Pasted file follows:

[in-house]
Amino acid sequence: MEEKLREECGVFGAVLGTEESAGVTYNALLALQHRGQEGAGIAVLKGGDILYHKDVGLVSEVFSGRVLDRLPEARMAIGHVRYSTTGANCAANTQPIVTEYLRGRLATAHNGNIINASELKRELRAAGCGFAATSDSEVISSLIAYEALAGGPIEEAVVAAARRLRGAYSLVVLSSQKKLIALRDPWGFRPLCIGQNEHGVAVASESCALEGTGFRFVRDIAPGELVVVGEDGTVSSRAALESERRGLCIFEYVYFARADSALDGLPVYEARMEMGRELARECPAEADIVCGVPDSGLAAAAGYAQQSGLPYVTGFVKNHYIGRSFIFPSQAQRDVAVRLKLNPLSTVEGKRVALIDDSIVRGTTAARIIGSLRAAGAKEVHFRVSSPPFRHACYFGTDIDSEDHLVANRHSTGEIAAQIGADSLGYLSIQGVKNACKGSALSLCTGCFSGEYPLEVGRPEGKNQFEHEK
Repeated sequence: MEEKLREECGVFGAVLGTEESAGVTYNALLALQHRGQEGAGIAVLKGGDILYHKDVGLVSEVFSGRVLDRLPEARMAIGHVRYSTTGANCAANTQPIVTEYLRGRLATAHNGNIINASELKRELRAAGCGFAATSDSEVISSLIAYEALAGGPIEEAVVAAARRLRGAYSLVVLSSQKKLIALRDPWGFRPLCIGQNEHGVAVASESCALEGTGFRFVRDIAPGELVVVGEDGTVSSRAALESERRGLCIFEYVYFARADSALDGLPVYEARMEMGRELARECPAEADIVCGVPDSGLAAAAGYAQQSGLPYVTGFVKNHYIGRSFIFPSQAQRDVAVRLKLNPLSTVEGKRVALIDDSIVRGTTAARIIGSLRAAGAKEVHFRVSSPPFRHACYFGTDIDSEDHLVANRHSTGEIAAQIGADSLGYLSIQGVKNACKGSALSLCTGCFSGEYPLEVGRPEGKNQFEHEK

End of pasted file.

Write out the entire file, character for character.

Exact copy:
[in-house]
Amino acid sequence: MEEKLREECGVFGAVLGTEESAGVTYNALLALQHRGQEGAGIAVLKGGDILYHKDVGLVSEVFSGRVLDRLPEARMAIGHVRYSTTGANCAANTQPIVTEYLRGRLATAHNGNIINASELKRELRAAGCGFAATSDSEVISSLIAYEALAGGPIEEAVVAAARRLRGAYSLVVLSSQKKLIALRDPWGFRPLCIGQNEHGVAVASESCALEGTGFRFVRDIAPGELVVVGEDGTVSSRAALESERRGLCIFEYVYFARADSALDGLPVYEARMEMGRELARECPAEADIVCGVPDSGLAAAAGYAQQSGLPYVTGFVKNHYIGRSFIFPSQAQRDVAVRLKLNPLSTVEGKRVALIDDSIVRGTTAARIIGSLRAAGAKEVHFRVSSPPFRHACYFGTDIDSEDHLVANRHSTGEIAAQIGADSLGYLSIQGVKNACKGSALSLCTGCFSGEYPLEVGRPEGKNQFEHEK
Repeated sequence: MEEKLREECGVFGAVLGTEESAGVTYNALLALQHRGQEGAGIAVLKGGDILYHKDVGLVSEVFSGRVLDRLPEARMAIGHVRYSTTGANCAANTQPIVTEYLRGRLATAHNGNIINASELKRELRAAGCGFAATSDSEVISSLIAYEALAGGPIEEAVVAAARRLRGAYSLVVLSSQKKLIALRDPWGFRPLCIGQNEHGVAVASESCALEGTGFRFVRDIAPGELVVVGEDGTVSSRAALESERRGLCIFEYVYFARADSALDGLPVYEARMEMGRELARECPAEADIVCGVPDSGLAAAAGYAQQSGLPYVTGFVKNHYIGRSFIFPSQAQRDVAVRLKLNPLSTVEGKRVALIDDSIVRGTTAARIIGSLRAAGAKEVHFRVSSPPFRHACYFGTDIDSEDHLVANRHSTGEIAAQIGADSLGYLSIQGVKNACKGSALSLCTGCFSGEYPLEVGRPEGKNQFEHEK